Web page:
Ghost Ship tragedy: Michael Chabon on the scrapped TV series
Berkeley author Michael Chabon, reflecting on the decision he and Ayelet Waldman made to scrap a TV series about the Oakland Ghost Ship tragedy, said “it was never our intention to hurt anyone.”
In December, the husband-wife writing team signed a multi-year production deal with CBS Television Studios and revealed at the time that a fictionalized production about the 2016 fire that killed 36 people was among several projects on their to-do list. But just days later, they dropped those plans after an outcry from relatives of the victims.
Chabon spoke of the decision this week during a visit to the Television Critics Association (TCA) press tour.
“I get it,” he said of the backlash. “I think it’s a shame, but I completely understand.”
“As soon as we started to hear from some of the parents of the victims — asking us, powerfully and meaningfully — not to do it, that was it,” he added. “Some were saying, ‘Please don’t do this’ and others were saying, ‘If you do this, it’s really going to hurt.’ ”
But Chabon said he and Waldman were disappointed when some critics claimed they were trying to capitalize on a tragedy.
“It was reported that we were taking money for it — that we got paid for it. That’s not true,” he said. “We have a deal at CBS, where we get paid whatever we make. It wasn’t like we were trying to cash in on that story.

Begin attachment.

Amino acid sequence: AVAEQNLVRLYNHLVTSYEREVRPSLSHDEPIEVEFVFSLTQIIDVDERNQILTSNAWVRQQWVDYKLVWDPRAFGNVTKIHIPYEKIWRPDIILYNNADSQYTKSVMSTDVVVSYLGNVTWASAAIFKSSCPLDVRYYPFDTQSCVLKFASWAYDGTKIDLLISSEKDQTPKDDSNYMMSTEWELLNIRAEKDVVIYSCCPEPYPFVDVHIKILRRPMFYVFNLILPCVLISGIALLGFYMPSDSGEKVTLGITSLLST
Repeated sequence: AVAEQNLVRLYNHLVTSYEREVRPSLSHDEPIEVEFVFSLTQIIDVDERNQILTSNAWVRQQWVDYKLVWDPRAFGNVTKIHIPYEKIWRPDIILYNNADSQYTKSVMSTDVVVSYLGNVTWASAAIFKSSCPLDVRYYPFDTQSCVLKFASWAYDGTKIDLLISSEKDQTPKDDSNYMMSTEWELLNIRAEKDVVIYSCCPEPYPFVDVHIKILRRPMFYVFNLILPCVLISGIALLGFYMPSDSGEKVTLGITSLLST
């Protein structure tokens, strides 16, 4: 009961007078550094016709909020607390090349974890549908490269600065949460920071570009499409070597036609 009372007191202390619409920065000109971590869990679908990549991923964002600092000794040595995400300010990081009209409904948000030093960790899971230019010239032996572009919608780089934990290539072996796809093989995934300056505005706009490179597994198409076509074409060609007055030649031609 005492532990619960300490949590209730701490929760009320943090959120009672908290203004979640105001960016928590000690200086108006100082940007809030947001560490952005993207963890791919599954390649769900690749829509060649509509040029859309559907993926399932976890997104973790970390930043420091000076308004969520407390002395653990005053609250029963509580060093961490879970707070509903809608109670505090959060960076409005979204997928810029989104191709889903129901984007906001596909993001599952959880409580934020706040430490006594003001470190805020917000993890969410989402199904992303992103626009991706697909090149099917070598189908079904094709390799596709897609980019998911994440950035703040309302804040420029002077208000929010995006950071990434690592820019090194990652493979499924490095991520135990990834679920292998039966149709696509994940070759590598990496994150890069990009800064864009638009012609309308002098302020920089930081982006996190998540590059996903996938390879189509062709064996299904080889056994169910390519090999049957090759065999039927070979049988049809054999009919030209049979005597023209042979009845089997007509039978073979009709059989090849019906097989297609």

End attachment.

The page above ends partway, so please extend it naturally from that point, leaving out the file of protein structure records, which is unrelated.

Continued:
“We thought it was a powerful story. We thought it was a story that wasn’t over yet. It seemed obvious to both of us that justice had not been done, that there hadn’t been enough of a reckoning. And we thought by telling the story, that could become part of the reckoning, and make the story more widely known. We could look at the questions like, ‘Why and how did this happen?’ And not just not from a cause-and-effect basis, but societally and systemically and all that stuff.”
Asked if he and Waldman might reconsider the project when more time has passed, he replied, “I don’t think so. There are plenty other stories to do.”
When Chabon and Waldman abandoned the project, they released a statement that said, in part, “We believe in the power of art, and specifically of this medium, to effect change, and had hoped to harness that power not just on behalf of the victims of this tragedy but also to help to call to account those who most bear responsibility for it. …”
Chabon was at the TCA press tour to participate in a panel session for “Star Trek: Picard,” a new drama series debuting next week on the CBS All Access streaming site. Chabon, a Pulitzer Prize-winner, is the showrunner for the series, in which Patrick Stewart reprises the iconic role of Capt. Jean-Luc Picard, the character he played for seven seasons on “Star Trek: The Next Generation” and in four “Star Trek” films.